The Handmaid’s Tale, by Margaret Atwood

The Handmaid’s Tale, by Margaret Atwood
Series: The Handmaid’s Tale #1
Published by Vintage, 4th August 2016 (first published 1st August 1985)
Genres: Dystopian fiction, classics
Format: Paperback
Source: Purchased (second-hand)


Offred is a Handmaid and her sole purpose in life is to breed. Her existence is strictly controlled and highly restricted by the totalitarian regime under which America now lives. The birth rate has declined so drastically that certain measures have been put in place. Offred has been assigned to a high-ranking Commander and his Wife, to provide them with a baby.

If she fails or disobeys in any way, she faces a public hanging or exile into the barren radioactive wastelands. But Offred remembers her life before becoming a Handmaid. She remembers her name, her family and the freedom she used to enjoy. Will the threat of execution or exile be enough to stop her from seeking out her family and freedom?

My thoughts

This book is quite something! It is so chilling and gripping that I found it very hard to put down. That being said, I didn’t love it as much as I thought I would. Having finished reading it, I don’t really know how to feel about it, especially the way it ended. Maybe that’s the point! Maybe the aim was to create a certain atmosphere and make the reader question society and where it may be heading? I don’t know… But I did enjoy it.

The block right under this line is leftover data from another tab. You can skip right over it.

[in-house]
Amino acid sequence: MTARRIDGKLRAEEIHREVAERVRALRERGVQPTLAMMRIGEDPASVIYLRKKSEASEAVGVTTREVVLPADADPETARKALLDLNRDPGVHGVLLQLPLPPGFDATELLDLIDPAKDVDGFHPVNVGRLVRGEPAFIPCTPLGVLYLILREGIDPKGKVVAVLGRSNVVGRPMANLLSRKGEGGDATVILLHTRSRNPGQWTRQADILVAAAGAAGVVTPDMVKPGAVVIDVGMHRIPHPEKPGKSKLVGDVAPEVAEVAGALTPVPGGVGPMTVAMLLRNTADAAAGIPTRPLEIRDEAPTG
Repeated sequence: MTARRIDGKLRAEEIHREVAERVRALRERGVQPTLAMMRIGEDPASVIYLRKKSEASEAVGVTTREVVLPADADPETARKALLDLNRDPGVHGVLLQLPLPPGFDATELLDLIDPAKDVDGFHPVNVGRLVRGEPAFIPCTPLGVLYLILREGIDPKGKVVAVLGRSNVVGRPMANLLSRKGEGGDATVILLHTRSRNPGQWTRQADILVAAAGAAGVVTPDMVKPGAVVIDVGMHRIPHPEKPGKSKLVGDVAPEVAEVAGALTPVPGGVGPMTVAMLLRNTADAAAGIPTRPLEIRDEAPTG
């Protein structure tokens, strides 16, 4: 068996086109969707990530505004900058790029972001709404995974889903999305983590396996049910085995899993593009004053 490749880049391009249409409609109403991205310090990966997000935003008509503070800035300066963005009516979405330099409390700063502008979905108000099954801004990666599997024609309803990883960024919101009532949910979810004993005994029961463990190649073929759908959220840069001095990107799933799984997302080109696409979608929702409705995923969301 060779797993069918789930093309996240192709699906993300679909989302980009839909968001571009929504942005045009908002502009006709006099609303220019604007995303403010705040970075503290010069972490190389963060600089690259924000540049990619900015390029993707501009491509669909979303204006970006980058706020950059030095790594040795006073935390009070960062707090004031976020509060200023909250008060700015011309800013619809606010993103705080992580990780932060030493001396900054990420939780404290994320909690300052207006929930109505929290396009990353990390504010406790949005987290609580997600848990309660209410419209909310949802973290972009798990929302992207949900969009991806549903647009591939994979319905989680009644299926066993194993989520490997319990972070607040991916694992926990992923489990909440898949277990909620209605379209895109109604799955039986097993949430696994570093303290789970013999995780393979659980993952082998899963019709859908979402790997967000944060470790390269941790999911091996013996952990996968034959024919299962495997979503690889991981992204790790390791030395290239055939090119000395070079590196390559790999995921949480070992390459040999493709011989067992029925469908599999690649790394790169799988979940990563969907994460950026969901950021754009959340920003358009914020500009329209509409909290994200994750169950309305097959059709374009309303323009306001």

I thought the dystopian world that Atwood created was brilliant. The different roles with their distinctive uniforms and regimented lives, the system of fear where nobody knows who to trust, the subversive elements which still thrive under totalitarianism. It was also very interesting to read some of the background to this story, which I was lucky to have in the back of this beautiful vintage classic edition. Nowadays, dystopian fiction is quite commonplace, with the likes of The Hunger Games, Divergent and others, but that was not the case when Atwood wrote this book.

The writing style is also very interesting, with a blend of Offred’s present life and her memories from life before the Red Centre. This really helped to show the stark contrast between her two lives and how much things changed in such a short space of time.

Overall, I would say that I enjoyed this book, but I didn’t love it. I would be interested to watch the recent TV adaptation, although I have heard that it differs from the book quite a lot.

My rating: 4/5

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